Signs That Your Child Might Benefit From Occupational Therapy
Children are always learning and the learning they do at a young age can benefit them in the future and their adult lives. Through pediatric occupational therapy, we can guide children who might have difficulty learning certain skills on their own and ensuring that they are not being left behind in terms of essential developmental skills. And yet, many parents are unsure of whether their child is in need of some additional skill guidance.
What is Occupational Therapy?
Occupational therapy refers to active therapy that assists people who work on cognitive, physical, social, and motor skills. The concepts of occupational therapy were used long before it was labeled as such and it was often paired with people in the medical field as part of other treatments for patients that suffered from a variety of conditions.
Does My Child Need OT?
Sometimes the answer is not always clear cut. Children are different and develop differently with different personalities. Yet, there are certain milestones and indications that might provide some clue about whether your child might be needing some additional help through occupational therapy.
Here are some questions parents should ask:
Does your child struggle with day-to-day activities at home or at school?
Do they show challenges that are different from the other children?
Have you noticed that your child is limited in motor skills or is not coordinated the way other children his age are?
Do they struggle to focus at school?
Have they exhibited poor impulse control?
Occupational therapy can support and help your child in the following ways:
This refers to when a child is behind in developing skills that are common during a certain age group or time period. It’s not always about being behind in one skill but rather showing deficiencies in a combination of skills that serve as milestones for child development. Examples of this might include: not crawling, walking at the appropriate age, and difficulties developing age-appropriate play and social skills.
Fine Motor Skills
These are small but very important movements made with fingers, toes, wrists, lips, and tongue. It can be anything from picking up a pencil and being able to draw or color with it. If your child is a little behind in the development of their fine motor skills, you might notice it in:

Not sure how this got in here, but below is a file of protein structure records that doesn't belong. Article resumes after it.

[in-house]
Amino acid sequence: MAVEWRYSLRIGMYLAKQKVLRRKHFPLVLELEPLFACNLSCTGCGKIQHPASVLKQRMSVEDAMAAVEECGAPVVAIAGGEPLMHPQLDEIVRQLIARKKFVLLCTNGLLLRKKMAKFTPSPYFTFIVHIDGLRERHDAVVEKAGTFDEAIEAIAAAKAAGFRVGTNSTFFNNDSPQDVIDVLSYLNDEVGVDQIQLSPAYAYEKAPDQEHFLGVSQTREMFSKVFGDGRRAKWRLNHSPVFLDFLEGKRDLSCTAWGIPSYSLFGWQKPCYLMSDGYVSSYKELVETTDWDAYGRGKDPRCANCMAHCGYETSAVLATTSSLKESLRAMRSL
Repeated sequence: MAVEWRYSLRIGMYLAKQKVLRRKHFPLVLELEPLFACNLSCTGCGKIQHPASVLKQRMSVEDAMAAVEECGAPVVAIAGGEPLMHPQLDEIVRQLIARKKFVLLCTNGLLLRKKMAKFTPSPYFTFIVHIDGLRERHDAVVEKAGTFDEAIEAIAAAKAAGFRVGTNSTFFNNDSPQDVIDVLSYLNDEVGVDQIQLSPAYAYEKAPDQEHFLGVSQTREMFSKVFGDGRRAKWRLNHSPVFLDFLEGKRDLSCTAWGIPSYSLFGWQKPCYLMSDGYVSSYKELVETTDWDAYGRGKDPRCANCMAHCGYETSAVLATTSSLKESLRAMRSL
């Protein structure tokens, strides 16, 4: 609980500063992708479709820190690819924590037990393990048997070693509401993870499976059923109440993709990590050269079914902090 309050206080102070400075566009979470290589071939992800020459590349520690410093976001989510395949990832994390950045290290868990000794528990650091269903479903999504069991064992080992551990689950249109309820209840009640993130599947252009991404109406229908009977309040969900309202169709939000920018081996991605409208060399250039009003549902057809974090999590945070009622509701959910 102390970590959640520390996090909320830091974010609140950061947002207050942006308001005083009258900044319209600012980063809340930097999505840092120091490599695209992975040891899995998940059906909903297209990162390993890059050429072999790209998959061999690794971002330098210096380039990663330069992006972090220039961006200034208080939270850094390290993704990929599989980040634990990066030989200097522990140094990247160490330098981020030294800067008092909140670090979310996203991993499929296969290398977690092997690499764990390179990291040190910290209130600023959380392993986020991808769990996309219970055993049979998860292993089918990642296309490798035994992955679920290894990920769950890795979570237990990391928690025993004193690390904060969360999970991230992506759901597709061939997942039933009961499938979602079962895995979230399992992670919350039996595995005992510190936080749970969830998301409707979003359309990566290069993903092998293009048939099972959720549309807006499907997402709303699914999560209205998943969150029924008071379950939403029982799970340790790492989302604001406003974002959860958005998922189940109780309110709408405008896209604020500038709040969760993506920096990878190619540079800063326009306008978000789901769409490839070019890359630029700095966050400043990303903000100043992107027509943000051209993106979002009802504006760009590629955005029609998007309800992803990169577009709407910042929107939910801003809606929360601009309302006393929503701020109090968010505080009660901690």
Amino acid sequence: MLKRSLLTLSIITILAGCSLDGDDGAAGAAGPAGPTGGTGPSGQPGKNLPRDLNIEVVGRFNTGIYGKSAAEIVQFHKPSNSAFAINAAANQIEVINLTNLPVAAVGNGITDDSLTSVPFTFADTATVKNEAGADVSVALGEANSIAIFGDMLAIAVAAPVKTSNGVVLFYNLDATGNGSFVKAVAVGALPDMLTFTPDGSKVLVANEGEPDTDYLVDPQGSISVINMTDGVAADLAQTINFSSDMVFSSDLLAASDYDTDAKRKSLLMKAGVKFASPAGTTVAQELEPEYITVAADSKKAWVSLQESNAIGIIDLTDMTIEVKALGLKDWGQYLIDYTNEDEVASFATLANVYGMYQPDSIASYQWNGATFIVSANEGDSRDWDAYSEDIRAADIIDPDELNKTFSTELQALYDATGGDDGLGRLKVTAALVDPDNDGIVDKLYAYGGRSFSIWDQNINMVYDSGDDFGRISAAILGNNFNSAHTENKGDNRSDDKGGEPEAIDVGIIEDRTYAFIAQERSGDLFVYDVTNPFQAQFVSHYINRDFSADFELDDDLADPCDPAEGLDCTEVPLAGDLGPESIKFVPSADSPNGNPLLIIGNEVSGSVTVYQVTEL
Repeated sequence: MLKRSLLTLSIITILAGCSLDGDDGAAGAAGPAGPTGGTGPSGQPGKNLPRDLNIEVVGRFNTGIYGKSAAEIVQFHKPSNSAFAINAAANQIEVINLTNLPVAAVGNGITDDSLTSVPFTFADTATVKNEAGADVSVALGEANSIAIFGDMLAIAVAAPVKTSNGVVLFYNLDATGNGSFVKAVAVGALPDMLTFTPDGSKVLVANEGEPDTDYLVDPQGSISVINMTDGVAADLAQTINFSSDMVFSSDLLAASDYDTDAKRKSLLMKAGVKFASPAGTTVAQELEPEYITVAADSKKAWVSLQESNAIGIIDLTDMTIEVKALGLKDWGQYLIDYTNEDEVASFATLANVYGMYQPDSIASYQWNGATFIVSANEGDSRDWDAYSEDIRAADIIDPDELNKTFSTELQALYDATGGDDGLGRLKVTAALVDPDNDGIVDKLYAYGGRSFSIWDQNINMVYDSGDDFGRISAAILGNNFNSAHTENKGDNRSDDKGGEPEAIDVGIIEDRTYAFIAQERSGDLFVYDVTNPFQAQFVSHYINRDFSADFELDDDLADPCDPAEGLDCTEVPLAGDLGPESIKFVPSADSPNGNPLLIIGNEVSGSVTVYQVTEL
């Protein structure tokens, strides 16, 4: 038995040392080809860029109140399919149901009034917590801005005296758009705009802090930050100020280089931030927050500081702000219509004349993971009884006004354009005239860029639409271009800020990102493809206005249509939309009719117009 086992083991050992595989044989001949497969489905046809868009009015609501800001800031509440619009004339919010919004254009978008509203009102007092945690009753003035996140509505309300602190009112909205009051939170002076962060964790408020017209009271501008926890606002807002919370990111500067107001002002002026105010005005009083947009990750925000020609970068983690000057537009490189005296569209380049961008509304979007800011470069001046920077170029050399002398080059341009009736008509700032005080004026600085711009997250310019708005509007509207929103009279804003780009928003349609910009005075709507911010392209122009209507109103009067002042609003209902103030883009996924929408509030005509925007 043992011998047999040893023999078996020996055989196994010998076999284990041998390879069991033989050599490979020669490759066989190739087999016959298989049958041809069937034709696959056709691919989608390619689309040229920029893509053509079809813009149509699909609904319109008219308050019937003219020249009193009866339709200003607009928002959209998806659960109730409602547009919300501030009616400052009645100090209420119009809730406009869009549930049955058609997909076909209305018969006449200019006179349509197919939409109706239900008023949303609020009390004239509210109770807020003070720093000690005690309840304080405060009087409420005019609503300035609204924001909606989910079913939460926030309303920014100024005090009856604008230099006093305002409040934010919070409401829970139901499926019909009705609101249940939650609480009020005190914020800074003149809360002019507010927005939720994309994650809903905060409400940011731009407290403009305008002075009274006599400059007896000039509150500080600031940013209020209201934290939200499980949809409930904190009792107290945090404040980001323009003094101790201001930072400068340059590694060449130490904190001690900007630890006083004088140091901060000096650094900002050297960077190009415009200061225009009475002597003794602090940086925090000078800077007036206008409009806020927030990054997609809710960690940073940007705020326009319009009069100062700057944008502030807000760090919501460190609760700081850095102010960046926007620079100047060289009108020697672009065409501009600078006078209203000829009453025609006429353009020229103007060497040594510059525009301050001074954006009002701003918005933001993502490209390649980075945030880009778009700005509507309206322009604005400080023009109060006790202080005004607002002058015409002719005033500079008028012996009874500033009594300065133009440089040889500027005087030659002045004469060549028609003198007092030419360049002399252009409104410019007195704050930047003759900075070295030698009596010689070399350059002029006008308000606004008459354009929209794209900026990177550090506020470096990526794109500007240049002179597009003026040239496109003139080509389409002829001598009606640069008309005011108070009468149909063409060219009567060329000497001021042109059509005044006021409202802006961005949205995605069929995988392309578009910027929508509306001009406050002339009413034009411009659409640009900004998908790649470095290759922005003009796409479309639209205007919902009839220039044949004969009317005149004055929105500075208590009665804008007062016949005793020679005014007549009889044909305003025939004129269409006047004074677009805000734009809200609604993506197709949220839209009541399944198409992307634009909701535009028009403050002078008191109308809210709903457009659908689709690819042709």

Manipulating toys and puzzles
Holding a pen, pencil, or crayons
The use of silverware
Messy illegible handwriting
Unable to tie shoelaces
Movement, Strength, and Balance
These are often referred to as gross motor skills and help us move our arms, legs, and balance our whole body. So it’s essentially the control and function of larger muscles that control a lot of our movement. If you notice that your child is particularly clumsy or uncoordinated, it might be a sign that they are behind on their gross motor skills. Some examples include:
Being able to go up and downstairs
Bouncing a ball or performing typical child play activities
Not understanding the concept of right or left
Falling frequently for no reason
Showing poor balance
Unable to participate in activities or games that require coordination
Social Interaction Skills
This is another way that occupational therapy can benefit a child. Social relationships become important as a child begins going to school and reaches adulthood. These skills help us communicate, build relationships, and relate to other people. Your child might have delayed social skills if they exhibit some of the following behavior:
Unable to interact with peers or with family
A real difficulty adapting to new environments
Delayed language skills
Has difficulty coping or becomes easily overwhelmed with the school environment
Cries often because of social experiences
This is a process we all perform every day. We receive information through our senses and we process it in order to gain an understanding of our environment or surroundings. A child that has an over sensitivity to this might show certain signs and benefit from OT. These include:
Overly sensitive to sound, touch, or movement
Has little to no response to certain sensations. (for example, high pain tolerance)
Easily distracted by other stimuli
A real difficulty in the ability to calm themselves once they become upset
Another reason that your child might benefit from OT, is if they are exhibiting signs of learning difficulties. Addressing these early can be very beneficial for your child in the future and set them on the right path to their education. If your child is challenged by some of the following, you might consider occupational therapy:
Lack of focus and concentration at school and during homework
Difficulty in following instructions
Lack of impulse control
Limitations in retaining or learning new information
Low energy or high energy (hyperactivity)
Thinking about Occupational Therapy for Your Child, Visit Us Today!
Here at Villa Children’s Therapy, we can help you figure out the best approach to your child’s development. If you have noticed some of the above with your child or have doubts about whether your child’s development is normal or could use some guidance, give us a call today.